8. Rule 8 of the Taxation Rules as contained in Chap. VIII of Schedule-A to the Act empowers the Commissioner to call for such information or return from owner or occupier of any budding or land or any parts thereof for purposes of determining the rateable value. The Commissioner has to maintain an assessment book in which evry official year all the necessary particulars, inter alia, the rateable value of the budding or land as determined in accordance with the provisions of the Act are to be entered Every owner or occupier of the building or land or the premises is entitled to have inspection of such assessment book under R. 14. R. 15 enjoins the Commissioner to issue a public notice so as to enable the occupier or the owner to file complaint in respect of the rateable value of his property. Complaint is to be made by a written application to the Commissioner containing, briefly but fully the grounds on which the valuation is complained of. Such complaints are to be entered into a register to be maintained in that behalf under R. 17. R. 18 enjoins the Commissioner to investigate and dispose of the complaint in presence of the complainant, if he is present or, if not, in his absence, and has to enter the result of his investigation in the books of complaints together with the amendment, if any, made therein. Under S. 406, there is a right of appeal against the rateable value and the tax so fixed as stated above. Now, till Nov. 1976 there were no rules regulating the appeal proceedings under S. 406 of the Act. This Court has in exercise of the power under Art. 227 of the Constitution made with the previous approval of the Governor of Gujarat rules known as 'Municipal Appeal Rules, 1976' which have been published in the issue of the Government Gazette, Part IV-C dt. Nov. 25, 1976 vide notification No. CH-HC-69-C-309/75 dt. Nov. 4, 1976. The material rules which are relevant for purposes of these three revision applications are contained in Rr. 11, 12, 13 and 14. 1 will read those rules so that the question raised in these applications can be appreciated in proper perspective:
'R. 11: No party shall be entitled to lead evidence in addition to what has been led in the proceedings held under S. 108 or 109 of the Gujarat Municipalities Act, 1963 or under the relevant provision of the Act, and rules in Schedule A to the Bombay Provincial Municipal Corporations Act, 1949, as the case may be, unless permitted by the Magistrate or the Judge, as the case may be. The Magistrate or the Judge may, however, suo motu call for additional evidence if he considers it necessary in the interest of justice.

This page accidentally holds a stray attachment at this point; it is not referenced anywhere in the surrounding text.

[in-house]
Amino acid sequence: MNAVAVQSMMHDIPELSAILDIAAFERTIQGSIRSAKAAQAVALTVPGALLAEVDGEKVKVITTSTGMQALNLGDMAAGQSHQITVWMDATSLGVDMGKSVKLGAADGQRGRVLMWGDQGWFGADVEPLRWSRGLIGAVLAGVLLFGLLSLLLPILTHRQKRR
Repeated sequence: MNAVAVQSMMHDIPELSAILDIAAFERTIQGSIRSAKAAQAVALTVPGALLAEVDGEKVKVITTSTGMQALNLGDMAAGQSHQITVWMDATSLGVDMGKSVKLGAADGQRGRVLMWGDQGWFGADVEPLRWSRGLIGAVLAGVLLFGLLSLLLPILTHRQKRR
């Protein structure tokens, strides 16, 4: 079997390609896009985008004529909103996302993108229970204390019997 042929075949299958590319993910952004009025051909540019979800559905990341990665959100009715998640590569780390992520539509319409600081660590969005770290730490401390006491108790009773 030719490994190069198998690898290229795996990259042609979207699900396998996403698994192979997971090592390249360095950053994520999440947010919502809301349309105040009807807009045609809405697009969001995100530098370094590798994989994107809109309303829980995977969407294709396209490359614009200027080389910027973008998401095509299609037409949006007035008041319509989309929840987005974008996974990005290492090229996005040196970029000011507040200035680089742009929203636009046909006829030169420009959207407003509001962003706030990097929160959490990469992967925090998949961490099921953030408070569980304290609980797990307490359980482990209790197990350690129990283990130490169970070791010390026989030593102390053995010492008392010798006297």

R. 12. A party desiring to lead additional evidence shall apply in writing for permission to do so. It shall state in its application as to what evidence it wants to lead and reasons for permissi6n to lead the evidence at the stage of the appeal.
R. 13. If after hearing the objections of the opposite party and perusing the petition of appeal and the written reply of the respondent, if any, and the other papers produced in the case, the Magistrate or the Judge, as the case may, be, is of the opinion that it would be expedient in the interest of justice to allow such additional evidence to be led, the same may be allowed to be led, provided however that where one party is allowed to lead additional evidence the opposite party shall also be allowed, if it is so desired to lead evidence in rebuttal of such additional evidence. The Magistrate or the Judge, as the case may be, may allow any fact to b~ proved by affidavit subject, however, to the provisions of 0. XIX of the Civil P. C. 1908 in that behalf.
R. 14. The Magistrate or the Judge, as the case may be, may suo motu or on the application of a party, hold a local inspection for the purposes of deciding the appeal. Such inspection shall be held after giving due notice., for it to the parties. Whenever such inspection is held, the Magistrate or the Judge shall make notes of such inspection and keep those notes in the record of the case as part of its record after duly exhibiting them.'
9. Before I answer the question raised in these revision applications, it is important to briefly indicate as to what is precisely the nature of the proceedings in appeal under S. 406 of the Act. A Division Bench of this Court, consisting of P.N. Bhagwati, C. J. and N. K. Vakil, J. (as they then were) while disposing of a bunch of special civil applications, being Special Civil Appln. No. 662 of 1968 and other companion matters, speaking through Bhagwati, C. J., observed in its judgment dt. 14/21/22/23/24/27th Oct. 1969 as under:
' ............It is apparent from the provision in S. 409 sub-section (1) and particularly the words 'before evidence as to value has been adduced' that the appeal against rateable value is in the nature of an original proceeding where evidence as to value may be led by both parties. The Chief Judge may on the application of a party to the appeal appoint a competent person to make the valuation and such person may be called as a witness and, if he is so called, he may be cross-examined by the other side ....................'
10. To the same effect the proceedings have been viewed by the learned single Judge of this Court (Coram: S. L. Talati, J.) in Municipal Corporation of the City of Ahmedabad v. Dena Bank 1984(l) 25 Guj LR 29: (AIR 1984 NOC 18).